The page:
European Union Justice Court has recently (decision published in Contratti, No. 4/2015, 568) ruled on two preliminary ruling from the German Supreme Court.
This decision is characterized by a wide interpretation of two constitutive elements of the producer liability for defective product – i.e. the one which “does not offer the safety that can be legally expected having regard to all circumstances” (Art. 6 Dir. 85/374/CEE, the “Directive”, in Italy transposed into the Legislative Decree 206/2005) – according to the need of prevention of the damage to the person.
A pacemakers producer company had spread in the marked some products that then turned out – according to the intern quality control – being part of a high risky production series, because of the insertion of flawed components. The producer has voluntarily provided to patients new stimulators, which were replaced with the old ones, and these last destroyed without technical assessment.
The insurance companies of two patients, subrogated after having covered the medical expenses related to the pacemakers substitution, sued the producer company for the repayment of the substitution costs, due on the basis of the producer liability for defective product (the Directive, faithfully transposed both in Germany and in Italy). The upraised issues were the following:
- if, the defectiveness can be deduced from the simple belonging to a lot, even without the proof of defect of the involved product (in this case, destroyed without technical assessment );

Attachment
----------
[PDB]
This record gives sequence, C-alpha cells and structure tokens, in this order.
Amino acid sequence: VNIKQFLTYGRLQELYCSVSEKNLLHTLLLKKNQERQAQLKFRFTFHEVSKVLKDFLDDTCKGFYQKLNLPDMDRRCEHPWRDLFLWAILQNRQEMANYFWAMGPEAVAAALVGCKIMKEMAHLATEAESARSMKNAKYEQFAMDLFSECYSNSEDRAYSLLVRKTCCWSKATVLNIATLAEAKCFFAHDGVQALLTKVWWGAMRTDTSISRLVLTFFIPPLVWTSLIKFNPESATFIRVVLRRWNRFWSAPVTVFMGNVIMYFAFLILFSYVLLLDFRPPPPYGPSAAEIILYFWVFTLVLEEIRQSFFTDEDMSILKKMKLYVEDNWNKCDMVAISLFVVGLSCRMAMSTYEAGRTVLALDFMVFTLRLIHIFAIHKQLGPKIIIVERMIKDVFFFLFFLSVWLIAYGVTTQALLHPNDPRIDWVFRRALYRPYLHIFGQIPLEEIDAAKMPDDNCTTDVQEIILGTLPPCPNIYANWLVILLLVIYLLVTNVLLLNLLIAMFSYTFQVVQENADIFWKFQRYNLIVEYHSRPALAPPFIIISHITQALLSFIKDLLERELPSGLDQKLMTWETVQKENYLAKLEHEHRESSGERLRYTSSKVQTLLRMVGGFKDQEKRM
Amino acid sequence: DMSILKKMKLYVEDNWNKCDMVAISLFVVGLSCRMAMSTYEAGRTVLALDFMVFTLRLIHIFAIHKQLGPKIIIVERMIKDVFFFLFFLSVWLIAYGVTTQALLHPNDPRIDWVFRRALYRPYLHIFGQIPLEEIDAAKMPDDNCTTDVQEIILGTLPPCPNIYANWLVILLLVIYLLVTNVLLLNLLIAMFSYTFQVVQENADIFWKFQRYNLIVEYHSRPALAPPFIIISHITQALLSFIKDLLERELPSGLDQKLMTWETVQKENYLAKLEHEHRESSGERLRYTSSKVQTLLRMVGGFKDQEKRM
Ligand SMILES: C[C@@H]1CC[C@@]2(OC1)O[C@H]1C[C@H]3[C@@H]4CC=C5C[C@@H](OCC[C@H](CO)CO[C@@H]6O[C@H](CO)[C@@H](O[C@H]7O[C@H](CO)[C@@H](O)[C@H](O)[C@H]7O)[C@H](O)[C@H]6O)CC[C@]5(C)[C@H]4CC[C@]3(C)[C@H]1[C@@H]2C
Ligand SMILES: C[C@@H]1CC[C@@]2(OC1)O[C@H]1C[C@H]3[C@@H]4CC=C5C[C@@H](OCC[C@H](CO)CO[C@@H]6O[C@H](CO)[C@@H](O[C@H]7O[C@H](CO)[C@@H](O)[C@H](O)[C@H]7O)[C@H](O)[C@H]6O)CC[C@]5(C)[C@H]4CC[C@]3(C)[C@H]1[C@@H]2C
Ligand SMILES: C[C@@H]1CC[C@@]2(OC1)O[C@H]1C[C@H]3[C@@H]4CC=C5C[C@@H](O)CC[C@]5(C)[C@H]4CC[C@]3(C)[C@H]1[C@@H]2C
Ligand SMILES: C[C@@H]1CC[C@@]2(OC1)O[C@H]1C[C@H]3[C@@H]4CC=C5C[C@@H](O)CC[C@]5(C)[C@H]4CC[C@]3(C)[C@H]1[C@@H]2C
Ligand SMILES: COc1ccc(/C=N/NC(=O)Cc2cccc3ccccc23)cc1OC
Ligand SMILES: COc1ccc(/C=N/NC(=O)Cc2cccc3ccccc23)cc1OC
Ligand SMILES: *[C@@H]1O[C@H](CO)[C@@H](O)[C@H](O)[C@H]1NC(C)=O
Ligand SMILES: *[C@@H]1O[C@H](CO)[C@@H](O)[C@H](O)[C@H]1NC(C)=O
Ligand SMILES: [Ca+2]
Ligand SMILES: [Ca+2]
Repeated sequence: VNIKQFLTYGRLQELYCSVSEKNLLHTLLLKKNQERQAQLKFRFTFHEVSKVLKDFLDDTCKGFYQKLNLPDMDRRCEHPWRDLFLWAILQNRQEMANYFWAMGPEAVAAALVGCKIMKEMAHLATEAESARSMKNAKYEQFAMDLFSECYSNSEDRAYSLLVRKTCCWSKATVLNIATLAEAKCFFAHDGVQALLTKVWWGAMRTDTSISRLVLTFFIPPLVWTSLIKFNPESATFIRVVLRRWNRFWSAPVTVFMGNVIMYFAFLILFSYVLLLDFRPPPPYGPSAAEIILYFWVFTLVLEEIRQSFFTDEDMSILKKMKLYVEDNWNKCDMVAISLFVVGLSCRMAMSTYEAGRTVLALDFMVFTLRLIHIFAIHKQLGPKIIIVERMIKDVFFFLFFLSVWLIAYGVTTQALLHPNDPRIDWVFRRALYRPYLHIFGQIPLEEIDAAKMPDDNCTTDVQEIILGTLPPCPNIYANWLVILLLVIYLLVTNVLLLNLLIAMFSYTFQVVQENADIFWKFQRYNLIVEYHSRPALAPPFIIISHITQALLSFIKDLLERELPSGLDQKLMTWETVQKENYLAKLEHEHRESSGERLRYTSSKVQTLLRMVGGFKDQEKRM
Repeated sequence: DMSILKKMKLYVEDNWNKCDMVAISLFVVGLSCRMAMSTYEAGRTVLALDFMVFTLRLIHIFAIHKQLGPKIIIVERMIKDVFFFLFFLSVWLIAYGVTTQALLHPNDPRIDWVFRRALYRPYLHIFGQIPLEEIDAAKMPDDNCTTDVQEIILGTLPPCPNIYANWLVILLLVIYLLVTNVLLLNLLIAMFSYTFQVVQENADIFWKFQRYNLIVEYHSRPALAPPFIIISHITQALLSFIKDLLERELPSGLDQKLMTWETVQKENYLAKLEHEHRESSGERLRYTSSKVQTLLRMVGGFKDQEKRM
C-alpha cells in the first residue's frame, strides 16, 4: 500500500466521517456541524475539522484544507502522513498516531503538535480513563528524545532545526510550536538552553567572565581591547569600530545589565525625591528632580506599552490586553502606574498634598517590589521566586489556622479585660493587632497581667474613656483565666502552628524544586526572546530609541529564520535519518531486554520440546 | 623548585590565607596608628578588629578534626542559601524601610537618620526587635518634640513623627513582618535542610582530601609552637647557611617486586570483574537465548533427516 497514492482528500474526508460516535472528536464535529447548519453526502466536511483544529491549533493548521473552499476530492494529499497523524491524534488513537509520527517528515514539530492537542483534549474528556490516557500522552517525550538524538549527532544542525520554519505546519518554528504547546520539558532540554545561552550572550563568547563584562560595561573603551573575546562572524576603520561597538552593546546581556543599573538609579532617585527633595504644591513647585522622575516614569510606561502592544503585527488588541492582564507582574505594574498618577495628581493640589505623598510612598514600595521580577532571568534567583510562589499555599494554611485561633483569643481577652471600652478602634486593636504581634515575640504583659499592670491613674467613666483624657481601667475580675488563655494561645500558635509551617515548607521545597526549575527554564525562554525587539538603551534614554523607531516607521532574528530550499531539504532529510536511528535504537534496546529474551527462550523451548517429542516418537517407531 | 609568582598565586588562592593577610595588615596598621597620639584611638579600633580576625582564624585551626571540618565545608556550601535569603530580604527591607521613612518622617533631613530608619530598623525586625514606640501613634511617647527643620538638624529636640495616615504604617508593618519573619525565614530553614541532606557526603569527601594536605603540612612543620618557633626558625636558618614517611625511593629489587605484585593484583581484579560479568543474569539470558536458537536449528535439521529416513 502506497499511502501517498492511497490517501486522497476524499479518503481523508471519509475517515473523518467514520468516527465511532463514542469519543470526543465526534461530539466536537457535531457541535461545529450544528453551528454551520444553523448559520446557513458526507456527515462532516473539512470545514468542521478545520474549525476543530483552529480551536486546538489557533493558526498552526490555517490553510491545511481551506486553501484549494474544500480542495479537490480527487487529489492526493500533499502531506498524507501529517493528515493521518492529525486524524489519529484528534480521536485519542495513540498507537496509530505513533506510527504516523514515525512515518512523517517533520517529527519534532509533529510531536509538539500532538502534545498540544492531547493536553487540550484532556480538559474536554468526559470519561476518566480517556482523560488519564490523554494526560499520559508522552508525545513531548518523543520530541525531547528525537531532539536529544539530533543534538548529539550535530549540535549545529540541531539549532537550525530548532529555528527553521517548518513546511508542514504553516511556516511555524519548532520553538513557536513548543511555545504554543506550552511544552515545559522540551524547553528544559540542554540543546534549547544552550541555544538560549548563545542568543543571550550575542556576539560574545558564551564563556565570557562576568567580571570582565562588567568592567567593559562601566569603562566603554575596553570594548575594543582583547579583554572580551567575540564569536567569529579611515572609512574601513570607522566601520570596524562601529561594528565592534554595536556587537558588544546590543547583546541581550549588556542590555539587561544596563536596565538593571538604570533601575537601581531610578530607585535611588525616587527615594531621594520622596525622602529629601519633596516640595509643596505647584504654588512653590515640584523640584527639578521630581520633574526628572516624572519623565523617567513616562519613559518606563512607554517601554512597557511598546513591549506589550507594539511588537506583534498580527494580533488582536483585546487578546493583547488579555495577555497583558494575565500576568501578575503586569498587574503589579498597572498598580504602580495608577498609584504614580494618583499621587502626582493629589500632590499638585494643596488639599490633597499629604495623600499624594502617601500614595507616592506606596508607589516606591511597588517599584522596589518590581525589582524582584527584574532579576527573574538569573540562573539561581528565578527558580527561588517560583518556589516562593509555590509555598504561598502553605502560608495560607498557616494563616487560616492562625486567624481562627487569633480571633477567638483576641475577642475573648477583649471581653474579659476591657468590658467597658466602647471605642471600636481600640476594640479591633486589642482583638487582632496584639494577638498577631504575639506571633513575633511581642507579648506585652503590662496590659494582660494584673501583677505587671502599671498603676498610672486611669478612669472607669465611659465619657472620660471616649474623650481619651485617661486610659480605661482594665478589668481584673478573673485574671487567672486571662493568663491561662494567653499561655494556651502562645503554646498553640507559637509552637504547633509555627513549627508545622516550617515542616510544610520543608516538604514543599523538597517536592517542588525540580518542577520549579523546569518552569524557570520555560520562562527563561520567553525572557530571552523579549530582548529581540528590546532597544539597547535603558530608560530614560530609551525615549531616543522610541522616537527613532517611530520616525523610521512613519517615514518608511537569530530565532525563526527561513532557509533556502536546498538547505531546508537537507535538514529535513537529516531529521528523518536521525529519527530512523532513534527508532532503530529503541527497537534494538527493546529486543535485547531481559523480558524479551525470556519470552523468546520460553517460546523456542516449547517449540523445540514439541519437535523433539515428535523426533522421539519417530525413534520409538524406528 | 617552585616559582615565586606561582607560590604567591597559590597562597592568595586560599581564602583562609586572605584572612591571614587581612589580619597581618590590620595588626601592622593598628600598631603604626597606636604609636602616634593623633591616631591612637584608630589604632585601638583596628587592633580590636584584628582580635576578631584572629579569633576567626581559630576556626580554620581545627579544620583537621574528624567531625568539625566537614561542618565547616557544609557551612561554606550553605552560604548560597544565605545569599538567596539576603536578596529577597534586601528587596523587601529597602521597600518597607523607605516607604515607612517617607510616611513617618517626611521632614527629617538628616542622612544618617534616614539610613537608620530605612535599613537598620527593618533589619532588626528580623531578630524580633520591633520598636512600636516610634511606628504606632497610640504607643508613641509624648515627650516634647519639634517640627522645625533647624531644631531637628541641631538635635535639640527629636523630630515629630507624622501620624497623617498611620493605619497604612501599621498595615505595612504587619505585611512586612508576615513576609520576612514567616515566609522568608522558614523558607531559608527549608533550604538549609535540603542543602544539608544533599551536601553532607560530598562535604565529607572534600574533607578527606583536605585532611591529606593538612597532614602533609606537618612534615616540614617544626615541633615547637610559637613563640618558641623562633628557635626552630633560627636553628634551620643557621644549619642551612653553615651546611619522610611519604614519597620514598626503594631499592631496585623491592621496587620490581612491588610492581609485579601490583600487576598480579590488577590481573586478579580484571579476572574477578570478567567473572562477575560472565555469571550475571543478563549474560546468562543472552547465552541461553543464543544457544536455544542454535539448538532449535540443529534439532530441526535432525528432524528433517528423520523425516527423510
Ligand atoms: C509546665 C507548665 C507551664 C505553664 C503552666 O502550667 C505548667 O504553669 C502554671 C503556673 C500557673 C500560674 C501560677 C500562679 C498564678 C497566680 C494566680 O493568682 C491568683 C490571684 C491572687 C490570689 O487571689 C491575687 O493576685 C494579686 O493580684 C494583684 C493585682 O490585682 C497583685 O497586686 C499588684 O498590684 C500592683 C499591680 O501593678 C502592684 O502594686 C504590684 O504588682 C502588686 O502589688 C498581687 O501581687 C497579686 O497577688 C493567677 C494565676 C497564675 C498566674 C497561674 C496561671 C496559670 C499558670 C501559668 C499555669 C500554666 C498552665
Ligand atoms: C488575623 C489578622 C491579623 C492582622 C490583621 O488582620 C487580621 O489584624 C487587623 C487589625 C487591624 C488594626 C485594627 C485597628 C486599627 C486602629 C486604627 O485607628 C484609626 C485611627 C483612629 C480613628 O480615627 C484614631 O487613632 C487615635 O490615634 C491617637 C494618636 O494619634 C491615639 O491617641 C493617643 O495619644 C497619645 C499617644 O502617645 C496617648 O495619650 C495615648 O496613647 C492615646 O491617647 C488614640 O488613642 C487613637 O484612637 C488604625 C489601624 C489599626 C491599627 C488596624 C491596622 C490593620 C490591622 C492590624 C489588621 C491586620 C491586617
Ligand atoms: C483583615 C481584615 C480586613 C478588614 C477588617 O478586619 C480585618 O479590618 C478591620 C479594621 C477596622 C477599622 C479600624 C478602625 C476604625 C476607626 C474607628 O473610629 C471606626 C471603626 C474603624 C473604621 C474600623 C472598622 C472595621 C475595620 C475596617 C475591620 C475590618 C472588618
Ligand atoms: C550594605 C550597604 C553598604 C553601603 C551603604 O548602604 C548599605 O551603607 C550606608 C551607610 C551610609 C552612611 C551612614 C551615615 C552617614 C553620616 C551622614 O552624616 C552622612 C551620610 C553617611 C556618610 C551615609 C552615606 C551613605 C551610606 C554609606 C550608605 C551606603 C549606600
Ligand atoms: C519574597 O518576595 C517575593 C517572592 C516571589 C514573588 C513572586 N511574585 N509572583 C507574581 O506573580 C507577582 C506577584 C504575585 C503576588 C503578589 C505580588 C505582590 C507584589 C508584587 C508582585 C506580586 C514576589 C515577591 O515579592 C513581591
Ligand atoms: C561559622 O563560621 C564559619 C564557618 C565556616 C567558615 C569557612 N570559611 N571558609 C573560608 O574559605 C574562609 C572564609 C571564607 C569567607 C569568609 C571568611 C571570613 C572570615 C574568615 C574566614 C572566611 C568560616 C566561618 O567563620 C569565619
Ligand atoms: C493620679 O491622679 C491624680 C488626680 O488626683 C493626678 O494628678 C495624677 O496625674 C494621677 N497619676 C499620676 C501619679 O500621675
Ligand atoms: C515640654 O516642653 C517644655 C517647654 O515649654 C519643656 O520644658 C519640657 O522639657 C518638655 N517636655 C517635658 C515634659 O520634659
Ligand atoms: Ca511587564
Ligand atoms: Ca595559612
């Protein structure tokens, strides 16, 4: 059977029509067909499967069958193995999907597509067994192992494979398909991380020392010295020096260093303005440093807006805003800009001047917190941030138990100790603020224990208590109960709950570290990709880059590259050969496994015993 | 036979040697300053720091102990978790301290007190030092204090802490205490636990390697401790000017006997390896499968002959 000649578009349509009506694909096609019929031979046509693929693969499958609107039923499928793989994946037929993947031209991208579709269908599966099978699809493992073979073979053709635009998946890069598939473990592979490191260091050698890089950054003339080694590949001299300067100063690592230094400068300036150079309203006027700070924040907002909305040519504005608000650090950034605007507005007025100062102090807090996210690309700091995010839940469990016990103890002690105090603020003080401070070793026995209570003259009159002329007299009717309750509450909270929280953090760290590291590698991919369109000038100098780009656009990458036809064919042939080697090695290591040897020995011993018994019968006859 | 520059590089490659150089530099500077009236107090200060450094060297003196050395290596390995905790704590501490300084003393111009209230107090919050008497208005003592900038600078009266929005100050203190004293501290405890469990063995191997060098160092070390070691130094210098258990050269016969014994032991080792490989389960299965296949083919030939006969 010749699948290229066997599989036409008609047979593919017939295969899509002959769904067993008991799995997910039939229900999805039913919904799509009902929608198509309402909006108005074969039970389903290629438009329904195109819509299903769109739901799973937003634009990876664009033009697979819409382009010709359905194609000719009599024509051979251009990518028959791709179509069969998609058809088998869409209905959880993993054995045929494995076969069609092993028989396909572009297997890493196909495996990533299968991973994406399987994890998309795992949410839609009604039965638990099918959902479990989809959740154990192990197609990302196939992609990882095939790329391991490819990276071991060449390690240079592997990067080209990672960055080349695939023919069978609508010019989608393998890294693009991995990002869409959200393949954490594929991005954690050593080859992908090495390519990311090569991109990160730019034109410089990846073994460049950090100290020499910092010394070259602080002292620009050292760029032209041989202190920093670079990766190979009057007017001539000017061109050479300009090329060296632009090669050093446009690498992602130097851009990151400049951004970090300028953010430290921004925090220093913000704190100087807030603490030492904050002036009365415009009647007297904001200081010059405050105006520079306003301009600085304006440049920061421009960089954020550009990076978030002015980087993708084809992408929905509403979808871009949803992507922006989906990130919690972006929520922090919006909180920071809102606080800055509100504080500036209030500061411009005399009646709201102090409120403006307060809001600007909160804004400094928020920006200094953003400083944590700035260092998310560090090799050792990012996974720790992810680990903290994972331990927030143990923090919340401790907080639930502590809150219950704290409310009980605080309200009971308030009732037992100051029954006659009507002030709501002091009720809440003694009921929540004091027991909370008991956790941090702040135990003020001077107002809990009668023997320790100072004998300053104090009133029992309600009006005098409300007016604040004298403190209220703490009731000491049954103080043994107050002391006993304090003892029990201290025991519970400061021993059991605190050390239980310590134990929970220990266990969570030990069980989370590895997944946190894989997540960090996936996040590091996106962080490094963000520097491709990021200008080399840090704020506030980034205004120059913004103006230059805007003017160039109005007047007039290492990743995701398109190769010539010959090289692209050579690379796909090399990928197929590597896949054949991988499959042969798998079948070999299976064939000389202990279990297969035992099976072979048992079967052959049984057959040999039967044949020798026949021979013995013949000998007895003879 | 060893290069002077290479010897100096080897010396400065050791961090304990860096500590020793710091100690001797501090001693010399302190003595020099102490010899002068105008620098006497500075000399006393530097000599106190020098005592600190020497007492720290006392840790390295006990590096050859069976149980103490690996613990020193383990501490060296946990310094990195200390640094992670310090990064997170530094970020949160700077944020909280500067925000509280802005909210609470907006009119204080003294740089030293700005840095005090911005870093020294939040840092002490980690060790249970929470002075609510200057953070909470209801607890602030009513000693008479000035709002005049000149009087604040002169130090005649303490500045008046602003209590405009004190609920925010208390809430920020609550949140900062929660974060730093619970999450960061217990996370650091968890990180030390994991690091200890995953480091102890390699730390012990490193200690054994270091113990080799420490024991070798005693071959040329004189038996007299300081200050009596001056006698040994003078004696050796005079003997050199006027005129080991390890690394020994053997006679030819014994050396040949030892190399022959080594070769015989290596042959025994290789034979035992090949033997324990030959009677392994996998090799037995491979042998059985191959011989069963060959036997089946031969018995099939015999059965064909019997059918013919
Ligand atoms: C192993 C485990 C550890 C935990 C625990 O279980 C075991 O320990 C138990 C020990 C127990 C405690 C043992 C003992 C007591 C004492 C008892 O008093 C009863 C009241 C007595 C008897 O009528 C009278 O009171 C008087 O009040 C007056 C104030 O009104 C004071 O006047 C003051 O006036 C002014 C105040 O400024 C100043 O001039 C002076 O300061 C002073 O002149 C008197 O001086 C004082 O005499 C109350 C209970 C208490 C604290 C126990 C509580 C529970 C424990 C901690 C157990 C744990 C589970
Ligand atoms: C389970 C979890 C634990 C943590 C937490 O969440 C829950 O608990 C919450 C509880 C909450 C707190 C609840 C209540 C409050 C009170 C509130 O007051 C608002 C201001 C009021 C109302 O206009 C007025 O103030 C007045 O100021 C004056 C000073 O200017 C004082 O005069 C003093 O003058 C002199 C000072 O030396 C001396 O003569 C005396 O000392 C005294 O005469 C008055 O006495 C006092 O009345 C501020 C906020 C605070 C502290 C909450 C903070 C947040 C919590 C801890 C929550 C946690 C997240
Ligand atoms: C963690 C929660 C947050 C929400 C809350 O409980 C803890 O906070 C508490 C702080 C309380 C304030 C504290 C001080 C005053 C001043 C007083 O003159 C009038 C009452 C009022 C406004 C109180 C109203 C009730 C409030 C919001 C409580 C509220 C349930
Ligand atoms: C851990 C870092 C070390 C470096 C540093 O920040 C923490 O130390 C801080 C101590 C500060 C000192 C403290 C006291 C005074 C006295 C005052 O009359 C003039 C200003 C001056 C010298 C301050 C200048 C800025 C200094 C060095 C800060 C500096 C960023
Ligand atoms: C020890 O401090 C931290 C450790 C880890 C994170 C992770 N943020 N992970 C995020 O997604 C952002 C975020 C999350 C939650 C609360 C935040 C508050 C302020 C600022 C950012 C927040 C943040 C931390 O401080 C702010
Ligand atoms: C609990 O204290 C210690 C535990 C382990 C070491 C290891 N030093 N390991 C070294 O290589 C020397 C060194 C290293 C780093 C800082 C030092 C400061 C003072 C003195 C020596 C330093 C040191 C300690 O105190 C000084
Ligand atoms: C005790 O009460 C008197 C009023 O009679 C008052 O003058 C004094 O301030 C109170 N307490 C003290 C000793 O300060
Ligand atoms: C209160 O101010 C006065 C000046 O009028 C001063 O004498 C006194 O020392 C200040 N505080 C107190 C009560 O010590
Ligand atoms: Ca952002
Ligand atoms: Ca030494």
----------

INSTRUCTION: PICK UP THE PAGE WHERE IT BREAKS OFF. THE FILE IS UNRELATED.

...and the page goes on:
- if the substitution cost can also be compensable as damage to the person (the kind of damage relevant according to this regime).
The decision responds positively to both of these issues:
- the safety standards are particularly high in consideration of the “particular vulnerability” of patients, therefore the lack of safety is relevant even if only ascertained potential where the products are “belonging to the same lot of series, such as pacemakers and implantable automatic stimulators”;
- the definition of “compensable damage”, pursuant to the Directive, or the only “damage caused as a consequence of death or personal injuries” (art. 9 of the Directive) must be interpreted extensively by virtue of the nature of the involved protected situations (safety and health of consumers); therefore it includes every cost “necessary to remove the defect of the involved product” and restore the due level of safety.
With regard to the first issue, the Court, while giving a wide interpretation of “defective product”, seems consistent with art. 6, let. b) of the Directive, which links the defect to the “usage to which can be reasonably intended to be used”: if the use of pacemakers is vital, it has to guarantee a safety standard consequently high. This interpretation moreover, in the preliminary phase of the proceedings, had a fundamental role: otherwise the claimants’ legal actions would have been paralyzed, as lacking the proof of the defectiveness of the single product (destroyed after the change). As to the second issue, instead, the decision does not seem to be perfectly consistent, by including “the costs for the peacemakers substitution, included the cost for surgeries”, classifiable as patrimonial damages, within the compensable damages pursuant to the Directive, i.e. the damages caused “by death or by personal injuries” (Art. 9 of the Directive), usually classified as non-patrimonial damages. The interpretation of the Court seems to be influenced by concrete need of protection, where it seems to include the costs for the product substation within the damages to the person, in order to prevent the risk of death or personal injuries (i.e. the graver non-patrimonial damage, to which these last would be exposed in case of non-replacement of the pacemakers).